It's a time moms look forward to with anticipation: two whole weeks to spend with our kiddos decking the halls, sipping cocoa, snuggling in holiday pajamas, singing carols, walking in a winter wonderland!
But—let's be honest—it can also be a time we moms face with great trepidation: two whole weeks with no school. Two weeks with lots of together time. Two weeks with too many gifts, too many sweets, too much excitement, and too many opportunities for siblings to fight, and for preschoolers to complain. Add to the mix the cold weather cooping everybody inside and the lack of sleep accompanying all the festivities, Christmas break can easily morph from a treasured family memory to a nightmare.
The good news is that Christmas doesn't have to be that way. Somewhere in between the fake/idealistic/unrealistic dream of a magazine-worthy family Christmas, and the exhausting chaos of a Christmas break that seems to be two weeks too long, you can carve out a happy medium. Armed with good ideas, a bit of planning, and a lot of grace, you can capture the time you've got with your kids this Christmas break and turn it into something special.
So, want to make the most of this Christmas break with your kids? Here are 10 ideas:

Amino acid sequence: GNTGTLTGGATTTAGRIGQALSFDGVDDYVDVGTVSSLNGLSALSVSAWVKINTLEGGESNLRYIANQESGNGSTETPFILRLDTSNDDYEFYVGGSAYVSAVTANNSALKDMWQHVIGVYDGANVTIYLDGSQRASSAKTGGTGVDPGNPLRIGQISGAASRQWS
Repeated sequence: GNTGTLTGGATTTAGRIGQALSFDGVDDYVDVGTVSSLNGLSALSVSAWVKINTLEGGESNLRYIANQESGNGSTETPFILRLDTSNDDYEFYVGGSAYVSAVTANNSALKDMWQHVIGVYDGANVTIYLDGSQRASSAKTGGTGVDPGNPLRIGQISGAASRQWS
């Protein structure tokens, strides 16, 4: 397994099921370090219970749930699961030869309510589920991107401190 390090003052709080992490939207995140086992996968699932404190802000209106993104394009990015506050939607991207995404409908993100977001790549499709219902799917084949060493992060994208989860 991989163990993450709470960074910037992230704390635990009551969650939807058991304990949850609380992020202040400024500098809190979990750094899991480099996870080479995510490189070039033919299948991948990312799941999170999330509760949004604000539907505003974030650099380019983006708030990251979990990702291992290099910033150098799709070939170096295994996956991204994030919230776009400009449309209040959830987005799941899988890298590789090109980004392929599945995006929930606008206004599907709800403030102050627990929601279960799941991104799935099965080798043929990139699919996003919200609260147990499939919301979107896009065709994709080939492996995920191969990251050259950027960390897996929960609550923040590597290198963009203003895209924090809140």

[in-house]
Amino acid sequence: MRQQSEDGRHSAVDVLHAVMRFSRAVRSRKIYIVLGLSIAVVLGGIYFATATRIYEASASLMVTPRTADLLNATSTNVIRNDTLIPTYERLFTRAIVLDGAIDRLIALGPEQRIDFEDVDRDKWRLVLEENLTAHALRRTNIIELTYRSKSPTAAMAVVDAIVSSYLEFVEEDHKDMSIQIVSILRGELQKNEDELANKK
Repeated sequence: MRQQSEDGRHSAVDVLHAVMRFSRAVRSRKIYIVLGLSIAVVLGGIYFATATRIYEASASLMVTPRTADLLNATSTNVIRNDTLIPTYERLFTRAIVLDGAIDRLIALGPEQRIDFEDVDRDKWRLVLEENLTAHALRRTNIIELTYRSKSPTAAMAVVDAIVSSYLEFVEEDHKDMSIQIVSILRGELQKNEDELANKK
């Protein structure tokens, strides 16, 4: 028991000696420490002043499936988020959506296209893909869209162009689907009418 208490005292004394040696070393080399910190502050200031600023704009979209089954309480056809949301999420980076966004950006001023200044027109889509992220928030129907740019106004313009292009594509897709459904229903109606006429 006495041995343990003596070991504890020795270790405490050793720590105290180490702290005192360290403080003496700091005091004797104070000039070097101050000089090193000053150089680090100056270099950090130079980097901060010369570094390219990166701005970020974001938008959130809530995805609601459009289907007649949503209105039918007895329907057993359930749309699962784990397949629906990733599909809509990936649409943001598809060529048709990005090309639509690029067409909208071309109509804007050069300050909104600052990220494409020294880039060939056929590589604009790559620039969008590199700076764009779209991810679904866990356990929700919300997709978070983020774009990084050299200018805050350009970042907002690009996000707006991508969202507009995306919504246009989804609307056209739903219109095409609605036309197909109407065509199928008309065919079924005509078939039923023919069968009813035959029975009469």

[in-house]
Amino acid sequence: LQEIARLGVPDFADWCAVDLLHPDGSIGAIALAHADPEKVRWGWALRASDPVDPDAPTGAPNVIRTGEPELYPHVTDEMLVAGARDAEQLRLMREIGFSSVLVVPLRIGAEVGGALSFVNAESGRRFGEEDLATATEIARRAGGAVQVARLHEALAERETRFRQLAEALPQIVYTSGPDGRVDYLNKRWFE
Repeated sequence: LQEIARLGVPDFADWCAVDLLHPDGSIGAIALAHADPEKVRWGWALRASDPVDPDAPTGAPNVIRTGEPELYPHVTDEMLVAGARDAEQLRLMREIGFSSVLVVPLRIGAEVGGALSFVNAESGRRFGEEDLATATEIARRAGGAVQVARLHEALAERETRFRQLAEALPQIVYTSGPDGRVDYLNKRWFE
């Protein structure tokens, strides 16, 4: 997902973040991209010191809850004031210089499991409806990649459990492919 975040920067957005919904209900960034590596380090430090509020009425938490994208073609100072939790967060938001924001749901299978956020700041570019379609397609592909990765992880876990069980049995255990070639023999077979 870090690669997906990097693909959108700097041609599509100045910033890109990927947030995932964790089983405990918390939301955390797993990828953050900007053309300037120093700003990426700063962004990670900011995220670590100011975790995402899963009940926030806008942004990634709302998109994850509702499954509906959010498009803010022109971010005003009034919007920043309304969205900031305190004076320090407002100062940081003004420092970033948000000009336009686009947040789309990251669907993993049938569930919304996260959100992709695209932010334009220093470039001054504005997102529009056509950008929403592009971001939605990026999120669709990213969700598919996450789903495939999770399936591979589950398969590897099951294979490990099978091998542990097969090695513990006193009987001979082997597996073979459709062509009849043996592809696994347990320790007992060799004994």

1. Count to 12
Contrary to popular belief, Christmas doesn't end at midnight on December 25th. According to the liturgical church calendar, Christmastide is 12 days long! Intentionally stretch out the celebration by playing carols on your iPod, praising Jesus for his birth during dinnertime prayers, and reading the Nativity accounts in the Gospels together (Matthew 1:18–25; Luke 1:1–2:40).
Christmas ends on Epiphany, January 6th. Mark the day by reading the account of the wise men worshiping Jesus (Matthew 2:1–12), and by discussing the importance of worship in your own lives. (If you want, add some flavor to the day by eating a traditional "king cake.")
2. Grow Generosity
After an influx of new toys and other Christmas presents, take time to talk with your kids about the importance of giving to those in need. Help your kids gather some of their toys, books, or clothes to donate to others in need. Rather than just dropping them off at the nearest Goodwill, work with your kids to select a local Christ-centered ministry— such as a homeless shelter or an afterschool program in an impoverished neighborhood—to help them personally connect with their giving. Encourage your kids to donate nice items rather than just "junk" they don't want anymore. (Set an example by picking some of your own items to donate too!)